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How Pratham InfoTech Foundation is making marginalized communities digitally literate

Founded in 2004, Pratham InfoTech Foundation has reached out to over 1 million children through direct intervention and over 10 million children in partnership with various state governments.

How Pratham InfoTech Foundation is making marginalized communities digitally literate

Wednesday January 12, 2022 , 4 min Read

In a digital world, there are several people who still do not have access to necessary digital tools, and Pratham InfoTech Foundation (PIF) has been working tirelessly since 2004 to bridge this digital divide and spread digital awareness and literacy.

The internet has made life so much easier for everyone. From shopping to education, the internet has brought the world to our fingertips and brought us closer to people who are away. But, the digital divide is very real, and there are several people around the country who do not have the access to digital tools to enhance their skills.

Pratham InfoTech Foundation (PIF) is a non-profit organisation that works towards bridging the digital divide, facilitating the adoption of information technology in education, and equipping disadvantaged youth with the skills, tools, and capabilities that the new global economy demands. Founded in 2004, the non-profit organisation has reached out to over 1 million children through direct intervention and over 10 million children in partnership with various state governments.

Origin of a non-profit organisation

Co-founded by Prem Yadav and Rajesh Thokale, PIF was founded with an aim to train the youth in digital literacy and soft skills, thus equipping them with employable skills and connecting them to relevant jobs in the market.

Prem says that the idea behind the organisation was to reach out to marginalised communities and provide them with access to digital technology in the educational sector. “Since 2004, we have taken up a project in low-income private schools and government schools. At the same time, we also work in the community to train youth so that they can gain good employment in the emerging economy,” he says.

He says that when they started off in 2004, they noticed that most people belonging to marginalised communities did not have any access to technology. He adds that the idea was to provide the marginalised communities with access to technology so that they could also take full advantage of the benefits that technology has to offer.

PIF offers various programs like Computer-Aided Learning, Digital Literacy as Life Skill, India Digital inclusion, and My E-School to spread digital literacy, and bridge the digital divide. These programs cater to various age groups and help students understand the importance of digital tools in the modern-day.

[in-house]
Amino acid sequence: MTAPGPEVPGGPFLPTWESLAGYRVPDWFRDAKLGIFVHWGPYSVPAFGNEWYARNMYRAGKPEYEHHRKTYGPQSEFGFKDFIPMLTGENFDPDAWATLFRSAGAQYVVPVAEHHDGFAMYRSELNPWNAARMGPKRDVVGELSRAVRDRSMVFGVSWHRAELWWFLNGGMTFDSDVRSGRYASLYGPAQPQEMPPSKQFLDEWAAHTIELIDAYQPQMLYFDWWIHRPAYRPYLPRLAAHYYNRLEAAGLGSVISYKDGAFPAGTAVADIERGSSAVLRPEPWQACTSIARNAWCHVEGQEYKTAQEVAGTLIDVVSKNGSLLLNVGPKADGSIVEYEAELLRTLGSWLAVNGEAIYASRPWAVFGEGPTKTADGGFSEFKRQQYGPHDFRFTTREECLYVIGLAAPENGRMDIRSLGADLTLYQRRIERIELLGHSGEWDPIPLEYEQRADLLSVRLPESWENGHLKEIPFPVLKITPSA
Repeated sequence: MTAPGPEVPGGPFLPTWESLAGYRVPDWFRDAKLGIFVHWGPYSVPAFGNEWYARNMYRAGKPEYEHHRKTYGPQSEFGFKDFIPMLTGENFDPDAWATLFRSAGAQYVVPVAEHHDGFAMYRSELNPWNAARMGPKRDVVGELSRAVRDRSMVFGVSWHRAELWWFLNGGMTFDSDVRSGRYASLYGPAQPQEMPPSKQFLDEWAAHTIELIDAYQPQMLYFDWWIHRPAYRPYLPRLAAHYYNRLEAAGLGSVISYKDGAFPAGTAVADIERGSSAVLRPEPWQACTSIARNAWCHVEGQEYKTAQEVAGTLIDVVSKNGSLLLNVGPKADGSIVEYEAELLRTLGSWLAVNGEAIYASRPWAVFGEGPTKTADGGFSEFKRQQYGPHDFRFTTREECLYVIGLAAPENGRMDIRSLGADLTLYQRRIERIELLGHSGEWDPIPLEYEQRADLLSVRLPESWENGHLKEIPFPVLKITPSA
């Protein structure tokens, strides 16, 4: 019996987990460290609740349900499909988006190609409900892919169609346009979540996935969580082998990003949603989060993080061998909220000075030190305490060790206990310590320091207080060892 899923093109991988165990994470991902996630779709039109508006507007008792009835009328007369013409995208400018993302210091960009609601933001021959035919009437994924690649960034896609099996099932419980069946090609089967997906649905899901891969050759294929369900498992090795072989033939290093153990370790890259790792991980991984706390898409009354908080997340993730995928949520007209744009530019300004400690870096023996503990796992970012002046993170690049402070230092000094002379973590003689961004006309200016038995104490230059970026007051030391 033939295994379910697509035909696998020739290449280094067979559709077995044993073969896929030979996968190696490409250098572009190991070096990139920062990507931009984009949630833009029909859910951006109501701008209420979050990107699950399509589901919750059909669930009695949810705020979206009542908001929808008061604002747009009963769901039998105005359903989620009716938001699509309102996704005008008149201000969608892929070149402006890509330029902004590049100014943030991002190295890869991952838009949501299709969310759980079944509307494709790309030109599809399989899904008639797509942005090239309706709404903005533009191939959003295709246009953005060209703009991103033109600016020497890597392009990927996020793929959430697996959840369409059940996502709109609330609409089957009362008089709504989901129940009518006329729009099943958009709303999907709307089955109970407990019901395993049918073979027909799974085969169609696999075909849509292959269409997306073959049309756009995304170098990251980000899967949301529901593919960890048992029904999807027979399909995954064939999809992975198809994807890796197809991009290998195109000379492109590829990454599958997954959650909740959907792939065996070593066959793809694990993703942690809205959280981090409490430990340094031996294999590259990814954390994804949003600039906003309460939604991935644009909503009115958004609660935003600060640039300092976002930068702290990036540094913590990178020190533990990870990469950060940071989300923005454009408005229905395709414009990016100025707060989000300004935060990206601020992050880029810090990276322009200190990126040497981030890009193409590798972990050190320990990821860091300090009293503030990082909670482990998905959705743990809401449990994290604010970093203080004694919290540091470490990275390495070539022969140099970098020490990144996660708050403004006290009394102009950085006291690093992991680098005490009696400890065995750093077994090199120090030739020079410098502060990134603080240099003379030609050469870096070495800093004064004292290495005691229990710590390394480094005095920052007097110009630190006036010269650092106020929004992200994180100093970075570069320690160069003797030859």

Prem says that he is proud of PIF for reaching millions of children and youth through its website and product. He says students can reach them easily through their products, and their website has played a major role in making them more accessible.

USP and growth

Prem says that the USP of the non-profit organisation is the fact that they train local youngsters, 70 percent of whom are women. “After training, the trainees run the programmes in schools and the community, and their role is defined as community leaders so that they can contribute to their society,” he adds.

Speaking about how the organisation’s website has helped them grow, Prem says that it has helped them increase their user base, and spread the news of their work to every corner of the country.

Prem says that even though they couldn’t avail the .com domain, choosing the .in domain did not disappoint them, as it stayed true to their mandate of targeting the Indian people. He adds that they selected .in domain in order to be a part of the Indian success story.

Speaking about the challenges that they faced while starting off, Prem says that access to technology was non-existent then, and the cost of hardware procurement was very high. He adds that finding and managing manpower to work for the marginalised communities was also difficult.

Prem says that in order to solve the manpower challenge, they started training the youth of the local community so that they could take over as trainers and contribute to the growth of their community. He adds that they also tied up with major multinationals, who chipped in to help them with the procurement of hardware and other donations.

Looking forward, Prem says that PIF dreams to create a 100 per cent digital literate India. “We have contributed to not more than 1 per cent of the population of the country, and throughout the pandemic, we reached about 10 million people through our initiatives and other digital tools, but our target is to reach every single student out there who needs to be educated. Our aim is not just to tie up with schools, but also with different non-governmental organisations, as well as commercial organisations,” he concludes.

The Shaping India Inc's Online Growth series chronicles the journeys of startups and SMEs in India and how creating an online presence on the .in or .Bharat domain powered their success stories.